So one could assume that FP is, broadly speaking, a space chiefly *for* feminist philosophers (or philosophers who are feminists), without assuming that the feminists who comment here (and I count both occasional_lurker and myself among them, just to convey the Whitmanian scope of the thing) are going to reach the same or even consistent conclusions on a given philosophical, moral or political question.

  42. Nemo, there are very few regular visitors to this blog whom I would instruct about the varieties of feminism; probably close to zero. I am concerned that you seem not to grasp the epistemic position of those who comment on this blog. That is, as the English say, you are trying to tell your grandmother how to suck eggs.

    It is quite possible that you use the term “feminist” more widely than any of us do. Whether that is true, speaking as though “conservative feminist” is unproblematic is highly problematic.

    I note that you have recently suggested that the term “homophobic” is should be replaced because it suggests that the opinions of what we call ‘the homophobe’ are irrational. I would be interested in what you think is the rational, feminist part of what we call “homophobia.” Do you think that opposition to same-sex unions can be rationally defended within what anyone would recognize as a feminist perspective?

    While my request might seem to change the topic, I think your assumption that “conservative feminists” form a recognizable and legitimate category needs to be queried.

  43. This is just the rub. Some here would suggest that the point about homophobia can’t be defended on feminist grounds. I think it can. Say, for instance, you believe that calling it a phobia is excuse-making, since people are usually taken to be not responsible for having a psychological disorder, and instead that we should call it what it is, a defect in character.

    I’m sure others here would object to the very notion that a feminist could criticize affirmative action policies. Yet, one could seemingly object on the grounds that such policies promote stereotypes about the inferiority of blacks and women, and that this is bad for blacks and women, over and above the benefits of affirmative action itself.

    The point isn’t that these are necessarily good arguments. Perhaps they should be rejected on their merits. But I worry that OL is applying an “I know an unassailable feminist position when I see it” standard. Family resemblance issues aside, I’d love to see a “Five core principles feminist philosophers accept” (though in some corners, the asking for principles is non-feminst).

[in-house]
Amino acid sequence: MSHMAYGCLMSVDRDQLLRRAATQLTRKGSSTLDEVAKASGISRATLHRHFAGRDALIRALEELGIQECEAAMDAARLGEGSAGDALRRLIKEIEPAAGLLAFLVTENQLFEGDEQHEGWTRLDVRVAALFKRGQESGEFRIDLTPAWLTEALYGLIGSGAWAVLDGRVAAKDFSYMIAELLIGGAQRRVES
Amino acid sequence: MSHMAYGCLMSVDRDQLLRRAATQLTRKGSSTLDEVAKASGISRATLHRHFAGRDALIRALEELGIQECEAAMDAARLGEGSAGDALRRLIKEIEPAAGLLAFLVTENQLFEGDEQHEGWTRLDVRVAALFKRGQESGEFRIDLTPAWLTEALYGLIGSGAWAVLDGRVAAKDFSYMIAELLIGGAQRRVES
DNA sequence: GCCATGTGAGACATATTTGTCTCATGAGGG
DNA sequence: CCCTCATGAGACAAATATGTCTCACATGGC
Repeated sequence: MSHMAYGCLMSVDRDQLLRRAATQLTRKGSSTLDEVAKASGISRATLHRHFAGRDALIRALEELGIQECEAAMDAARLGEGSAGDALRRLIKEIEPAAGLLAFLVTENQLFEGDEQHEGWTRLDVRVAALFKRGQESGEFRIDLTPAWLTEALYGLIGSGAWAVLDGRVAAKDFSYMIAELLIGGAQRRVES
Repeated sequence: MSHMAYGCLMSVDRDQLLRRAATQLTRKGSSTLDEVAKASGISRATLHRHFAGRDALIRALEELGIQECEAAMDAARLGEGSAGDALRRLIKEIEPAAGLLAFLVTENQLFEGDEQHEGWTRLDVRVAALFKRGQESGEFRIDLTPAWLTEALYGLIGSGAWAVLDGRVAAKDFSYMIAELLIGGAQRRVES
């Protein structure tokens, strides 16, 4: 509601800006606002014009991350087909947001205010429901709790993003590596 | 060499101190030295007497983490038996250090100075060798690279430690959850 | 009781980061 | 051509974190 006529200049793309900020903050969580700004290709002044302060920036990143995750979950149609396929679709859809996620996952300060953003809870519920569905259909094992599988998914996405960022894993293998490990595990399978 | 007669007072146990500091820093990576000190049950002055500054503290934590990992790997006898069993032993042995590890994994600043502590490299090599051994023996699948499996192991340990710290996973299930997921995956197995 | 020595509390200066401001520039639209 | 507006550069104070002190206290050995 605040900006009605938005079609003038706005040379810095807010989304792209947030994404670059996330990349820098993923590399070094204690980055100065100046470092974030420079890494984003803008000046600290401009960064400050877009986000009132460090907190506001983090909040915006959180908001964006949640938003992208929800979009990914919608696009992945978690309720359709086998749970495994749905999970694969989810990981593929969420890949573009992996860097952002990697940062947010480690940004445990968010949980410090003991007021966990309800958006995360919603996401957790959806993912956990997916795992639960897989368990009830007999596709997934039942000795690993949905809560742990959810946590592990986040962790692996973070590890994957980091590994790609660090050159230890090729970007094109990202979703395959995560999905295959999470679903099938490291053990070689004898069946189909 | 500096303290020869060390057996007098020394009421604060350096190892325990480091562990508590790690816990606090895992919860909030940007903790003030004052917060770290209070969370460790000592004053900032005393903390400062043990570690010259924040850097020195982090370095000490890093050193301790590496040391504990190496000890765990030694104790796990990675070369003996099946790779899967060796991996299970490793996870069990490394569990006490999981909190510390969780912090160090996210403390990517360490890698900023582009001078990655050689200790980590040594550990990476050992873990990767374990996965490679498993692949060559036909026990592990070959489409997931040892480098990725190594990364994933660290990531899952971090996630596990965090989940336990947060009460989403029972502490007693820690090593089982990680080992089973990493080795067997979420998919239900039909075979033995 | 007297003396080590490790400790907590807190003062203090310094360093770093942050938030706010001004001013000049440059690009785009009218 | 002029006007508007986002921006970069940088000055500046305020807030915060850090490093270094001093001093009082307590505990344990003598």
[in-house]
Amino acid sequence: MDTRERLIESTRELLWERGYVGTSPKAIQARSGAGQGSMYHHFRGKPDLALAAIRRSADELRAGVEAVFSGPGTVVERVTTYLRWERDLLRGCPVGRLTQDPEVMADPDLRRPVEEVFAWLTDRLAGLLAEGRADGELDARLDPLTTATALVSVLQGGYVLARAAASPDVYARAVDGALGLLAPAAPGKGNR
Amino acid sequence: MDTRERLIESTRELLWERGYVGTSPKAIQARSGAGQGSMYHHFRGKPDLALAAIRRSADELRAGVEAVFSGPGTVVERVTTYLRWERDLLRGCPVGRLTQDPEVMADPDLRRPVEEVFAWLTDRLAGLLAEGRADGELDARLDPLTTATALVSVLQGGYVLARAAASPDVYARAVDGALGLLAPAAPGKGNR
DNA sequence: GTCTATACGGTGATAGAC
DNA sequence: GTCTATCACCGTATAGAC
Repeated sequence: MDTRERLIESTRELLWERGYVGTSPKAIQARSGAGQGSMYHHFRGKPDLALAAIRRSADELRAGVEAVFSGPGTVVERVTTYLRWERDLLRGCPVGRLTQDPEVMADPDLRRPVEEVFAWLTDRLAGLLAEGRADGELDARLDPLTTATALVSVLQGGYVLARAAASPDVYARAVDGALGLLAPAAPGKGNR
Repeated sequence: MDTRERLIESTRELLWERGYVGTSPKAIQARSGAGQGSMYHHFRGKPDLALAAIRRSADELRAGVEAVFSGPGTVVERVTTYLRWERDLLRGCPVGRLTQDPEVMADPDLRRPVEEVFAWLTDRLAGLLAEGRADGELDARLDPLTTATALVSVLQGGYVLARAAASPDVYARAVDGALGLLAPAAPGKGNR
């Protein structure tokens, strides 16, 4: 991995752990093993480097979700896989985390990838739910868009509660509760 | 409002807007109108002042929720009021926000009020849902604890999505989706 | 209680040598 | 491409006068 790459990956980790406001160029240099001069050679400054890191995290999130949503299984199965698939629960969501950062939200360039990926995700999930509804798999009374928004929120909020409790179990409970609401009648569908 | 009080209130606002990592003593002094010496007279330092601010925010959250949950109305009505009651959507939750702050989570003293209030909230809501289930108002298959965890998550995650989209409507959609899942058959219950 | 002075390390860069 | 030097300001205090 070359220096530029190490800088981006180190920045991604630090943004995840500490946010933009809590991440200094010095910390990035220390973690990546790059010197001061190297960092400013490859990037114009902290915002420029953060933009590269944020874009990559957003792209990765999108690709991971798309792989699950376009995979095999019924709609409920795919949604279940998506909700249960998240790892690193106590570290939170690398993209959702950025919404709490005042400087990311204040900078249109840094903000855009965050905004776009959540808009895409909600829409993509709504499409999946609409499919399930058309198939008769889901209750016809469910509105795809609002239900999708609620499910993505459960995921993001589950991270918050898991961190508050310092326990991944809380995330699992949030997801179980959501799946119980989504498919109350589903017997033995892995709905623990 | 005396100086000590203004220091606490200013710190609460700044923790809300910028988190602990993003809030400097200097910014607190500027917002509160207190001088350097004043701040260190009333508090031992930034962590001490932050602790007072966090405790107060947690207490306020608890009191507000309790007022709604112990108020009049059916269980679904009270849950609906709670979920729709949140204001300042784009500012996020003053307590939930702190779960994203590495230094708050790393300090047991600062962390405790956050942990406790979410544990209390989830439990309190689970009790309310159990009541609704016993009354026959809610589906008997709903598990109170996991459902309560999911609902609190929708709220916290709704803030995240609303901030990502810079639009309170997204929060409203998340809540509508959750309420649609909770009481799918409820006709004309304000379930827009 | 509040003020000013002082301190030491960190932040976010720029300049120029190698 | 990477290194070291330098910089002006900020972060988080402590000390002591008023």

44. I myself have known conservative feminists, women who were pro-choice, pro-women’s rights, and not homophobic, but very pro-free market, against the welfare state, with an individualist libertarian orientation and who voted for rightwing parties.

  45. Anne, I wasn’t trying to teach my grandmother how to suck eggs. I was directing that in response to occasional lurker; of course, s/he, also, is probably as aware of how to suck eggs as I. Nevertheless, I thought my observation was germane and responsive to occasional lurker’s comment. Stating what is already widely understood by one’s audience runs the risk of appearing condescending, as we know, but there is a legitimate place for it. It’s not to “school” each other, but to restate agreed premises for the purpose of suggesting inferences therefrom. I apologize to anyone whom I made feel condescended-to there.

    Re “conservative feminist”, one can certainly adduce reasons why the positions of conservative feminists are problematic from the perspective of, say, liberal feminists, and vice-versa. In addition, joining a non-monolithic term like “feminist” to another non-monolithic term like “conservative” (or “liberal”, or “progressive”) multiplies the possibilities for disagreement. Indeed, some people question those labels to begin with, or at least disagree with each other, or with the conventional wisdom, about which of two (or more) incompatible viewpoints on an issue is properly described as the more progressive or liberal one, or for that matter the pro-woman or the pro-equality one.

    A.J. Kreider makes a very good point in this regard in his comment above: one person’s feminism (as they experience it in the light of their other philosophical precepts, personal experiences, and so forth) might lead them to support affirmative action, another’s might lead them to oppose it and even to view such opposition as properly progressive. Same goes for many other social and political issues. This is a fortiori true the more granular and means-specific the question becomes (e.g., once we have identified a social ill or problem from a feminist perspective, what is the best political solution or strategy to remedy it)? From credible feminist premises, people can defensibly reason their way to rather different conclusions. Witness the great diversity of feminist viewpoint both as to normative claims and as to descriptive claims.